As a white person, getting educated is great; I would say it is required even. However, having learned some things through a book or by acting in support an expert does not make.
So just because I have read White Fragility and So You Want to be an Anti-Racist and fly BLM and HRC LOVE flags, while at the same time possessing superior transformation and change management skill does does not make me qualified to lead a D&I initiative.
I am putting this here to drive the point.
Looking to your “goto” consultant may also NOT be the right answer.
Just like the Agile transformation - to be qualified to lead a transformation of any kind, one must have chops not only in leading transformation but be an expert on the content of that transformation.
Being white is a disqualification filter in my opinion.
I am not sure a white person can ever truly understand this content enough to be in the lead spot. I feel sure that people will disagree with this - mostly white people.
I did not post this for your agreement - I posted it to help you improve.
Pay for the expertise.
If you are lucky enough to have internal people who are experts at the content and have the ability to lead a transformation, then pay them!
Again, this is not an “internal side gig” and for D&I attempting to do it like this actually makes things worse.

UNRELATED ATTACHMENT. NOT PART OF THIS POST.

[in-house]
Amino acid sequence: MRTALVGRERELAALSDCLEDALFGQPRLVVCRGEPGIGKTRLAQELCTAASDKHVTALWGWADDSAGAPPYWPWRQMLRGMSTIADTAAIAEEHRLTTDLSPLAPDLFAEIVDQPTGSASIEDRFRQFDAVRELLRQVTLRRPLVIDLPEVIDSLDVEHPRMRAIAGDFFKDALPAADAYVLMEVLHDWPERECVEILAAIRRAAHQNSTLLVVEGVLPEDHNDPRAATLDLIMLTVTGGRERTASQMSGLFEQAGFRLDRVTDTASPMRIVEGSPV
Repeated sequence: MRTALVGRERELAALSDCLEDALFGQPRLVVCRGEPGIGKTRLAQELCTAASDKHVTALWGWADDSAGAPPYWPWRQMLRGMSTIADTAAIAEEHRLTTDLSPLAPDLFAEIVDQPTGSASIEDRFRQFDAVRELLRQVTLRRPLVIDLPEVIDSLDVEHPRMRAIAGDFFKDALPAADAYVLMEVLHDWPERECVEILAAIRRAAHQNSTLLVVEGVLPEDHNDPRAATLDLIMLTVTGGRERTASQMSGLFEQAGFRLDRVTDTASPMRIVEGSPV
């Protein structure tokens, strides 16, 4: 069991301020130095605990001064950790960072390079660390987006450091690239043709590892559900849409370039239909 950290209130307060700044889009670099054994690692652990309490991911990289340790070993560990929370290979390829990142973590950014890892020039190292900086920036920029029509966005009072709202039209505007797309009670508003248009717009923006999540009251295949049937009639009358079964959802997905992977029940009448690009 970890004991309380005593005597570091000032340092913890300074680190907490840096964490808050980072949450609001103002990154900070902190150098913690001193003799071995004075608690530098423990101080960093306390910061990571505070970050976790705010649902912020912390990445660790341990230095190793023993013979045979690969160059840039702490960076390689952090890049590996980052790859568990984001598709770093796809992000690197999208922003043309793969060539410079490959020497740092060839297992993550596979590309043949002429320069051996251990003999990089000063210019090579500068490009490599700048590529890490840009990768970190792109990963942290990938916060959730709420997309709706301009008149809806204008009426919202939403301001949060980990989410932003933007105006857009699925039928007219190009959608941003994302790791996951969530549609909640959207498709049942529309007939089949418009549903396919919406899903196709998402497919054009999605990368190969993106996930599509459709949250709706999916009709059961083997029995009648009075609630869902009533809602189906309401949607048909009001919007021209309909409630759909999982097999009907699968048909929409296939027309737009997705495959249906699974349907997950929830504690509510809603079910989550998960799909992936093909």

If you do not have the internal expertise to lead this transformation, then do what all solid companies do in this case. Hire an external consultant who does. Be prepared to pay them just like you would any other consultant group. Consultants are not cheap, and never free. You should set the budget and look for a D&I consultant just like you would any other consultant.
A common topic from experts like Madison Butler and Denise Branch is - PAY for your D&I. Not doing so is to reinforce that something black people uniquely have is not worth anything. That is the opposite of being anti-racist.
So my challenge to my fellow white executive leaders - do not “sit this one out”.
Find a way to help but not in the lead.
This is a time for the unaffected to become outraged.
As Ben Franklin said - “Justice will not be served until those who are unaffected are as outraged as those who are.”
I continue to receive input and guidance from my friend and long time colleague Aaron Smith. Without his support and guidance, much of what I have written on this topic would fall flat and certainly short of the mark. Thank you Aaron.